a pretty full house! Maybe 20 people (15 at least!) showed up to hear me read “The Lord of the Cul-de-sac,” a short story I published in the May 2016 issue of Galaxy’s Edge. It really went over well! People were laughing and enjoying my performance (I do voices, by the way. Weird, I know, but I can’t help it) and the rest of the con I had people coming up to me to shake my hand and tell me how good they thought my reading was. It was great!
I also got to meet another writing friend of mine, Ruth Vincent. Unfortunately she had only come out for the day and we were headed in opposite directions at the end of the reading, but at least she got a photo of me, Teresa, and her!
This, of course, leads me to the best part of the convention: the people. I ran into so many people I knew and had so many good conversations with new friends that this was one of the best conventions I’ve been to thus far, and certainly the best World Fantasy since I started going about three years ago. I saw Sarah Beth Durst several times (and got her to sign my daughters’ copy of The Girl Who Could Not Dream, which they loved). I chatted Dungeons and Dragons with BCS editor Scott Andrews. I met Mike Mammay and introduced him and his wife to the wonders of the Cheesecake Factory. I was taken to dinner by my agency, where I talked with a lot of very interesting people, including Neil Clarke and Aliette de Bodard. I hung out with my editor a bit and got to sit at the Harper Voyager table with SA Chakraborty and her family while we waited to hear if she’d won the World Fantasy Award (she didn’t, but we all had such a great time it scarcely mattered). If making friends and connections are what conventions are about (and that is what I think, anyway), this one was a resounding success.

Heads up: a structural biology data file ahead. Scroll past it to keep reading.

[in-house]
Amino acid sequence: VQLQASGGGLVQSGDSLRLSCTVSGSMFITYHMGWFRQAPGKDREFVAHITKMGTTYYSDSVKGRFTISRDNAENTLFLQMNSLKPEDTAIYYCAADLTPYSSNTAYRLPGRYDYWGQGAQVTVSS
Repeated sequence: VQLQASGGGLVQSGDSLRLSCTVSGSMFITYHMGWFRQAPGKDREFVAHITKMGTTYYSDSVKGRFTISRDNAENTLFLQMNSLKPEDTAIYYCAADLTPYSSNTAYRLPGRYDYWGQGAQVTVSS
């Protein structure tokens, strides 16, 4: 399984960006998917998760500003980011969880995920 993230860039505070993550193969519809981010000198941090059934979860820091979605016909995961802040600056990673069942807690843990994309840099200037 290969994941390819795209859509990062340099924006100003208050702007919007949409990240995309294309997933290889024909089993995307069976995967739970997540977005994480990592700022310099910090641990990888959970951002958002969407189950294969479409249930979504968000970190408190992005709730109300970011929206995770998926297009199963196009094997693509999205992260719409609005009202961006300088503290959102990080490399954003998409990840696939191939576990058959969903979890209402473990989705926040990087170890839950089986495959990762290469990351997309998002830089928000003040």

I also met a lot of new and upcoming authors and a lot of people trying to get published or who are just fans. I had a lot of good conversations with them (at the Beneath Ceaseless Skies 10th anniversary party, for instance, we talked about race and gender in fantasy and it got pretty heavy) and walked away feeling like my world was a little larger and me a little less alone. I hope they felt the same way, and I look forward to seeing them at the next con.
See you all at Boskone this February!